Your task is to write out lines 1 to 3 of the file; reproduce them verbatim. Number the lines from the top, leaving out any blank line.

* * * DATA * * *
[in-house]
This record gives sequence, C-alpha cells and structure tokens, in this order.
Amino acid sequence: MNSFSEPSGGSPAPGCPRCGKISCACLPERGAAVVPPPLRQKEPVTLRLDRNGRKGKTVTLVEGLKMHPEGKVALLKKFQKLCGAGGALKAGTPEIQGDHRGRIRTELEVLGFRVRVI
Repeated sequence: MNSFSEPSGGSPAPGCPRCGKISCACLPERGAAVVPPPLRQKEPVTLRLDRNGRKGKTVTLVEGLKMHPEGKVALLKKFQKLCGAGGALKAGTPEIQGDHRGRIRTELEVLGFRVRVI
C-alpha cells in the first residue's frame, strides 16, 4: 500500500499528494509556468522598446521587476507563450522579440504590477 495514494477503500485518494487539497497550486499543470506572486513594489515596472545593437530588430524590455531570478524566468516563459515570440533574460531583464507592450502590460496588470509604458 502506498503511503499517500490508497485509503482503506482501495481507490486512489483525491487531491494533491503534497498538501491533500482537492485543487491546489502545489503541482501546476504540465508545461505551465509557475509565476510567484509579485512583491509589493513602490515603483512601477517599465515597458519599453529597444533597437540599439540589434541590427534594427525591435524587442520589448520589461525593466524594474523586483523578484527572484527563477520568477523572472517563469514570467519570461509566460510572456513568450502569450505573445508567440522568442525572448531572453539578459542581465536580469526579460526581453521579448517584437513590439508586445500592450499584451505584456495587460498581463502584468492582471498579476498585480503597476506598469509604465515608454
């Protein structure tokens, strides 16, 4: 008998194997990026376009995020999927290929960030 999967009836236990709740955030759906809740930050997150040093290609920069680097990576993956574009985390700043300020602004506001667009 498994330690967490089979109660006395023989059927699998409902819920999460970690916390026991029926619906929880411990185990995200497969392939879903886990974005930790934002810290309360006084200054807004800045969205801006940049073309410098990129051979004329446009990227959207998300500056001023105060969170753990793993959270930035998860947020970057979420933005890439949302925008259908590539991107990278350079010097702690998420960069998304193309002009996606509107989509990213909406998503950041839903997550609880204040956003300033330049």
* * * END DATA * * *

[in-house]
This record gives sequence, C-alpha cells and structure tokens, in this order.
Amino acid sequence: MNSFSEPSGGSPAPGCPRCGKISCACLPERGAAVVPPPLRQKEPVTLRLDRNGRKGKTVTLVEGLKMHPEGKVALLKKFQKLCGAGGALKAGTPEIQGDHRGRIRTELEVLGFRVRVI